Yep, still the same old unfinished developer graphics though.

Buy nothing day

23.11.2018 07:21:24

It's that time of the year again: the year's biggest celebration of consumerism, Christmas, is looming over. But even here in Finland it's not just Christmas anymore that makes people go and mindlessly buy things they don't need; no, we need to start the wasteful buying of things early before December. The American phenomenon of Black Friday has made it's way over here, machined by the merchants who know well how to exploit the generations that grew up on the internet, learning everything about all the cool American "traditions".

If you're about to take part in the consumption mania of today, I would ask you to consider the following: make it a buy nothing day instead. At the very least, ask yourself the following questions.

  • Do you really need the thing you thought of buying today? Would you buy it even if it wasn't on sale? If you have an item similar to what you're about to buy, still in good condition, do you really need a new one this soon?
  • Consider what you might do with the money saved if you didn't spontaneously spend it on things just because they were on sale for one day (or in the case of Finland, for a whole week!)
  • Think about what the impact of overconsuming things such as electronics is to the environment.

Happy buy nothing day.

Event-based server architecture

22.11.2018 12:10:49

What's the right way to do multithreading? There's not one single answer to this as every program has it's specific needs and purposes. But on a per-program basis, one approach will probably be better than another.

Game developers not working on high-end engines rarely have to worry much about multithreading. Even if a game is multithreaded, at the core most games' logic is single-threaded.

For instance, if your game has a dedicated rendering thread, your previous frame might be getting rendered while you simulate the current one on the main thread. But what you're doing is you're just replicating the relevant data from the main thread for use by the render thread, thus not affecting the actual game logic, which remains single-threaded.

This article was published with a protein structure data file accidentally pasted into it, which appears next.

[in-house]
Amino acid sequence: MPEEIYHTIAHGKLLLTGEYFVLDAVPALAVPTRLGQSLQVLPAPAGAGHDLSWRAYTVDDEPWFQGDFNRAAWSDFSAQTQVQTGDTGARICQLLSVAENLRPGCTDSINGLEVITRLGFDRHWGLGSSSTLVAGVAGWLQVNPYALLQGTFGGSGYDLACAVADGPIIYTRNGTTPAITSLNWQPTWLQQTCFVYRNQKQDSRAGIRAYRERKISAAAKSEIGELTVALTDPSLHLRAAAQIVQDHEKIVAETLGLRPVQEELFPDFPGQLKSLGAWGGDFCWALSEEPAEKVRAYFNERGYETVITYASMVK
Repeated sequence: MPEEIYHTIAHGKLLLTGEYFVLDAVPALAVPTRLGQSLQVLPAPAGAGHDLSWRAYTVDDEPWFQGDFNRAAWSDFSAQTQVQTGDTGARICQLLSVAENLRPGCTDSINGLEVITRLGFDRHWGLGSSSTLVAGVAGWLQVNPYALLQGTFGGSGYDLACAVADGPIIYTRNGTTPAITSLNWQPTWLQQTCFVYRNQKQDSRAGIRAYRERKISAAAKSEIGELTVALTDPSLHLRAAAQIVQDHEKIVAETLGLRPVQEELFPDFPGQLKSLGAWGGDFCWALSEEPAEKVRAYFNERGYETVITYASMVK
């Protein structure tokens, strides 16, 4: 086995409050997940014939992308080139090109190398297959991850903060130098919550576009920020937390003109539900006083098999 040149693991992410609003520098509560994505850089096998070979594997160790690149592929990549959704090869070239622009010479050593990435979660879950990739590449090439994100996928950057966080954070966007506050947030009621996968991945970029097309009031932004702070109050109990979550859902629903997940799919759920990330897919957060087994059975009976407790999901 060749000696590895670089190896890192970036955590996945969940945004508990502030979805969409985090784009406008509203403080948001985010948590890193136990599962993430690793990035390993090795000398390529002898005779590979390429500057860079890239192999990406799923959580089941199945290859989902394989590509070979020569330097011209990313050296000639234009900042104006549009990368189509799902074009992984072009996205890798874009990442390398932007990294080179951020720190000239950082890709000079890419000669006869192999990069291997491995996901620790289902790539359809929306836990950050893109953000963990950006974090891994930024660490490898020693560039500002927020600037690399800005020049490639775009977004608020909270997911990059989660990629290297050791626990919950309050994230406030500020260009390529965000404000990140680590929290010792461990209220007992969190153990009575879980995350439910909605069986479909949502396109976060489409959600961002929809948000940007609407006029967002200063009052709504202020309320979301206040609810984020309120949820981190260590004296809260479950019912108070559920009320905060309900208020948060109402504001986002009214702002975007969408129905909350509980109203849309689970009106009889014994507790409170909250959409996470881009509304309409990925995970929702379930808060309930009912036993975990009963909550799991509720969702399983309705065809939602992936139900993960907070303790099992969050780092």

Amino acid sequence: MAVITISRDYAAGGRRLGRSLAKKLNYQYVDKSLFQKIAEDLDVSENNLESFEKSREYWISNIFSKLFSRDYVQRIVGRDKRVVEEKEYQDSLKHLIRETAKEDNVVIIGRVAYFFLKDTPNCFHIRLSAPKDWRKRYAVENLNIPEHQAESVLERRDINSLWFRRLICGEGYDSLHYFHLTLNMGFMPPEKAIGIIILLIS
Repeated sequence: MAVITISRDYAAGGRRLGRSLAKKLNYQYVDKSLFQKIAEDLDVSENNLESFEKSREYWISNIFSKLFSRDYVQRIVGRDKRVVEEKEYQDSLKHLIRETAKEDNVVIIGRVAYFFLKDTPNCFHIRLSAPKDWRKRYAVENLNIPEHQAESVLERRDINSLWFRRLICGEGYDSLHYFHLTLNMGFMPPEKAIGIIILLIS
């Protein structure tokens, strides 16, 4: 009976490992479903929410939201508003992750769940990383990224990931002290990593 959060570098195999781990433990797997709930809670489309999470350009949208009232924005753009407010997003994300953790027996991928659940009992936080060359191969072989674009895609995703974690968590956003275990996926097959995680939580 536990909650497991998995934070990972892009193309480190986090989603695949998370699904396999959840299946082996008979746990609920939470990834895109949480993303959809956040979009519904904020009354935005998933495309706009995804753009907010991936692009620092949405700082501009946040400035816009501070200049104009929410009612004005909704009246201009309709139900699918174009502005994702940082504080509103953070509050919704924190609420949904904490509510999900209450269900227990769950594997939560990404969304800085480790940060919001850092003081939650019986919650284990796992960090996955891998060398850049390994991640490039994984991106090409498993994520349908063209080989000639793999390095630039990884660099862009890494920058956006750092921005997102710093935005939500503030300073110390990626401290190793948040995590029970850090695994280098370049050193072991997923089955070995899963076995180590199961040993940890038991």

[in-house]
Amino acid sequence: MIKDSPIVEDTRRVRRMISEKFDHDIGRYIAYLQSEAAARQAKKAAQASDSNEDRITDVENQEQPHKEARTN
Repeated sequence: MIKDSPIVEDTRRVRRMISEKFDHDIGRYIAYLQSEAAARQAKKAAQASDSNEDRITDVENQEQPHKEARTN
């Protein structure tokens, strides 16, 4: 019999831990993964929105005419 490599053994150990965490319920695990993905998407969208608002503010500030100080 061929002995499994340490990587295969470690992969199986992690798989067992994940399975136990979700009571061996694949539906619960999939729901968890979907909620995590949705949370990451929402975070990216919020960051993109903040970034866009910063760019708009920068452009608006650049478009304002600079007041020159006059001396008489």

For another example, your physics system might parallelize a for-loop to multiple threads, all of which are synchronized at the end of the loop. This also does not change your game's logic from single- to multithreaded, you're just iterating some loops faster by parallelizing them.

There's a reason the above two examples are common in games, and it is that they are easy to program for, while getting some of the benefits of dividing work to multiple threads. When all of the real logic happens on a single thread of execution, the control flow is predictable and easy to understand. It might also be more efficient than a truly multithreaded alternative, in case the multithreading is done badly, or the algorithm is not suitable for threading.

Networking and threads

While you can well write a game using just a single thread, writing network code without threads is more difficult. This is because in network programming many blocking calls are used, such as poll() or recvfrom(). Usually, we want a thread to sit there and wait until network messages or new connections arrive. But a sleeping thread cannot do much else, so the other logic must happen on another thread.